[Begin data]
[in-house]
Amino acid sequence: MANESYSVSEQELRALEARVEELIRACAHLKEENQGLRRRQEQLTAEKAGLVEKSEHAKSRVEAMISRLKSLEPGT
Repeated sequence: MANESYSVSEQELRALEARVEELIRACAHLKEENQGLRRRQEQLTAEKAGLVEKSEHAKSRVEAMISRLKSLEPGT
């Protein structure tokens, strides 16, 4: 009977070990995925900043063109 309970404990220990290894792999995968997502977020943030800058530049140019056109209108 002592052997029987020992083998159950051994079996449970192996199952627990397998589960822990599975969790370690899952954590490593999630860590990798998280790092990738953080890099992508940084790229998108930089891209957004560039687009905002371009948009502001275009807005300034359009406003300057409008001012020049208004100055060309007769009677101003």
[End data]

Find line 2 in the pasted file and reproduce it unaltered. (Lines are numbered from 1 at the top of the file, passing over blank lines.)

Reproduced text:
Amino acid sequence: MANESYSVSEQELRALEARVEELIRACAHLKEENQGLRRRQEQLTAEKAGLVEKSEHAKSRVEAMISRLKSLEPGT